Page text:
State sex worker pro­tec­tions sought

Wiener bases mea­sure on S.F.’s ground­break­ing pol­icy

San Francisco Chronicle Late Edition - - BAY AREA - By Evan Ser­noff­sky

San Fran­cisco’s ground­break­ing pol­icy pro­tect­ing sex work­ers is now be­ing pitched on the state level.

Cal­i­for­nia Sen. Scott Wiener, D-San Fran­cisco, will in­tro­duce leg­is­la­tion Mon­day that would pre­vent law en­force­ment from ar­rest­ing and charg­ing sex work­ers who come for­ward as vic­tims or wit­nesses to se­ri­ous crimes. The pro­posed law, SB233, would also pre­vent of­fi­cers from us­ing con­doms as prob­a­ble cause to ar­rest a sex worker in any sit­u­a­tion.

“Right now, we know there are sex work­ers who are vic­tim­ized or wit­ness crimes and are scared to come for­ward be­cause they think they are go­ing to be ar­rested,” Wiener said. “We want to cre­ate ev­ery in­cen­tive for sex work­ers to feel safe in re­port­ing crimes.”

The for­mer city su­per­vi­sor will an­nounce the leg­is­la­tion at a press con­fer­ence Mon­day at St. James In­fir­mary, a peer­based health and safety clinic for sex work­ers in San Fran­cisco’s Ten­der­loin. The law would mir­ror the city’s land­mark poli­cies that went into ef­fect last year that seek to pri­or­i­tize more se­ri­ous crimes and pro­tect hu­man traf­fick­ing vic­tims.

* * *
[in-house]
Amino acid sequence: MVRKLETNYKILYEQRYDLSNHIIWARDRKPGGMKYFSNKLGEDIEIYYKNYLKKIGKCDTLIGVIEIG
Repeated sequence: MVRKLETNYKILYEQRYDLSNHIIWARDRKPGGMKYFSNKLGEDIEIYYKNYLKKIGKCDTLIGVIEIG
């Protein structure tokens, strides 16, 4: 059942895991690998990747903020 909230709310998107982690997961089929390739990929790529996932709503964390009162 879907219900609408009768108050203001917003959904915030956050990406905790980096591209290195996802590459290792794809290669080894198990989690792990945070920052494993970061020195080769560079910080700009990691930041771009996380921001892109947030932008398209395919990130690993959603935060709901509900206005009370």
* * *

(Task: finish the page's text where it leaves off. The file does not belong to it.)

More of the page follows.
Po­lice Chief Bill Scott barred of­fi­cers from ar­rest­ing sex work­ers when they are vic­tims or wit­nesses to sex­ual as­saults, hu­man traf­fick­ing, rob­bery, as­sault, kid­nap­ping, and other vi­o­lent crimes. Dis­trict At­tor­ney Ge­orge Gascón sim­i­larly said his of­fice will not pros­e­cute sex work­ers for pros­ti­tu­tion when they come for­ward as vic­tims or wit­nesses to crime.

Wiener said it was im­por­tant to add a com­po­nent of his leg­is­la­tion to stop po­lice from ar­rest­ing sex work­ers sim­ply for car­ry­ing con­doms — a prac­tice San Fran­cisco aban-

doned long ago.

“There are po­lice de­part­ments that will ar­rest and charge sex work­ers based on hav­ing, say, five con­doms,” he said. “The last thing we should be do­ing is sig­nal­ing to sex work­ers that if you carry con­doms to avoid HIV, that’s go­ing to get you ar­rested and pros­e­cuted.”

The pro­posed state law was wel­comed by sex worker and hu­man traf­fick­ing ad­vo­cates.

Carol Leigh, di­rec­tor of the Bay Area Sex Worker Ad­vo­cacy Net­work and a vo­cal ad­vo­cate for the de­crim­i­nal­iza­tion and le­gal­iza­tion of sex work, called the leg­is­la­tion “a step in the right di­rec­tion.”

Dur­ing her time as a sex worker in the early 1980s, Leigh said, she was raped but didn’t come for­ward to re­port the crime out of fear she would be tar­geted for ar­rest.

“The per­son that raped me went on to rape other women,” Leigh said. “I think there are a lot of ways this leg­is­la­tion and these poli­cies can pos­i­tively im­pact sex work­ers.”

It’s un­clear whether the bill will make it through the no­to­ri­ously tough leg­isla­tive process. Even pop­u­lar bills die in com­mit­tee, and Wiener ex­pects to see op­po­si­tion to SB233 from con­ser­va­tive groups.

He hopes Demo­cratic su­per­ma­jori­ties in both houses will help.

“It’s go­ing to take a lot of work,” Wiener said. “We’ll have to make the case that this is good pol­icy that will im­prove pub­lic safety and pub­lic health.”

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